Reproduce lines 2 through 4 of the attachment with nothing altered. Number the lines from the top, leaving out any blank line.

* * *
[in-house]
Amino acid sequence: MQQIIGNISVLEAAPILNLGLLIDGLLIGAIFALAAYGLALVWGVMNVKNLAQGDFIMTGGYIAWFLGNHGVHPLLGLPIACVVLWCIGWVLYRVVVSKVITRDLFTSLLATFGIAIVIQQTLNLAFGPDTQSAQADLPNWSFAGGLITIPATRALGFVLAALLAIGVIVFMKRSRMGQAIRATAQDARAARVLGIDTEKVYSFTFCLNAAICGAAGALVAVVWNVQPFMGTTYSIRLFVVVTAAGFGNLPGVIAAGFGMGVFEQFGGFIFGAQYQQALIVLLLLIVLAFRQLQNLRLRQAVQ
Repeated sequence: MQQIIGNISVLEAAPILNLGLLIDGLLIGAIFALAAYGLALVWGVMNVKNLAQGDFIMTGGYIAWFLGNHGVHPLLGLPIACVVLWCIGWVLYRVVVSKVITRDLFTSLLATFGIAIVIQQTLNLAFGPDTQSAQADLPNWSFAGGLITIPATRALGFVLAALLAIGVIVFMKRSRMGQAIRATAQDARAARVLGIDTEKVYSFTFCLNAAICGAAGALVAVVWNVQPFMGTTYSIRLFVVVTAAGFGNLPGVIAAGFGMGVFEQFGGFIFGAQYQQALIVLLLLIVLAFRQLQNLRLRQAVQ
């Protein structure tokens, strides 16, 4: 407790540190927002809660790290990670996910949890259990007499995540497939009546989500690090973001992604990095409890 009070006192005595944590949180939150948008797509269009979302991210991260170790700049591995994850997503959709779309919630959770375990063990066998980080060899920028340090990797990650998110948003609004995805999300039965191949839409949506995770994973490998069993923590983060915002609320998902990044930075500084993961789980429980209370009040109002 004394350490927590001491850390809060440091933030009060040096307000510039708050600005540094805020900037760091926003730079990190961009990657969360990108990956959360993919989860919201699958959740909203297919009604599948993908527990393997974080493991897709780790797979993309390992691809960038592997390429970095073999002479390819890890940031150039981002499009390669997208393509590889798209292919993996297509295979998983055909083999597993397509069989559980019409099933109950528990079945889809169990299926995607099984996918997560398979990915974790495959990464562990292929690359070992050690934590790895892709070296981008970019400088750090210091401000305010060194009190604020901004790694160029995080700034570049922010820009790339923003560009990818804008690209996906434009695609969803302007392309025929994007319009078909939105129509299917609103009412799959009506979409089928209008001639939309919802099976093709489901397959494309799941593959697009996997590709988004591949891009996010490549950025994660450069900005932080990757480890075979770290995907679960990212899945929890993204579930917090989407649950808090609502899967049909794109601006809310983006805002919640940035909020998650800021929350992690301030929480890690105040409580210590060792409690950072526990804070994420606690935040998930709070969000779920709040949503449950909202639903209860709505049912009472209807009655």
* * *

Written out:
Amino acid sequence: MQQIIGNISVLEAAPILNLGLLIDGLLIGAIFALAAYGLALVWGVMNVKNLAQGDFIMTGGYIAWFLGNHGVHPLLGLPIACVVLWCIGWVLYRVVVSKVITRDLFTSLLATFGIAIVIQQTLNLAFGPDTQSAQADLPNWSFAGGLITIPATRALGFVLAALLAIGVIVFMKRSRMGQAIRATAQDARAARVLGIDTEKVYSFTFCLNAAICGAAGALVAVVWNVQPFMGTTYSIRLFVVVTAAGFGNLPGVIAAGFGMGVFEQFGGFIFGAQYQQALIVLLLLIVLAFRQLQNLRLRQAVQ
Repeated sequence: MQQIIGNISVLEAAPILNLGLLIDGLLIGAIFALAAYGLALVWGVMNVKNLAQGDFIMTGGYIAWFLGNHGVHPLLGLPIACVVLWCIGWVLYRVVVSKVITRDLFTSLLATFGIAIVIQQTLNLAFGPDTQSAQADLPNWSFAGGLITIPATRALGFVLAALLAIGVIVFMKRSRMGQAIRATAQDARAARVLGIDTEKVYSFTFCLNAAICGAAGALVAVVWNVQPFMGTTYSIRLFVVVTAAGFGNLPGVIAAGFGMGVFEQFGGFIFGAQYQQALIVLLLLIVLAFRQLQNLRLRQAVQ
């Protein structure tokens, strides 16, 4: 407790540190927002809660790290990670996910949890259990007499995540497939009546989500690090973001992604990095409890 009070006192005595944590949180939150948008797509269009979302991210991260170790700049591995994850997503959709779309919630959770375990063990066998980080060899920028340090990797990650998110948003609004995805999300039965191949839409949506995770994973490998069993923590983060915002609320998902990044930075500084993961789980429980209370009040109002 004394350490927590001491850390809060440091933030009060040096307000510039708050600005540094805020900037760091926003730079990190961009990657969360990108990956959360993919989860919201699958959740909203297919009604599948993908527990393997974080493991897709780790797979993309390992691809960038592997390429970095073999002479390819890890940031150039981002499009390669997208393509590889798209292919993996297509295979998983055909083999597993397509069989559980019409099933109950528990079945889809169990299926995607099984996918997560398979990915974790495959990464562990292929690359070992050690934590790895892709070296981008970019400088750090210091401000305010060194009190604020901004790694160029995080700034570049922010820009790339923003560009990818804008690209996906434009695609969803302007392309025929994007319009078909939105129509299917609103009412799959009506979409089928209008001639939309919802099976093709489901397959494309799941593959697009996997590709988004591949891009996010490549950025994660450069900005932080990757480890075979770290995907679960990212899945929890993204579930917090989407649950808090609502899967049909794109601006809310983006805002919640940035909020998650800021929350992690301030929480890690105040409580210590060792409690950072526990804070994420606690935040998930709070969000779920709040949503449950909202639903209860709505049912009472209807009655």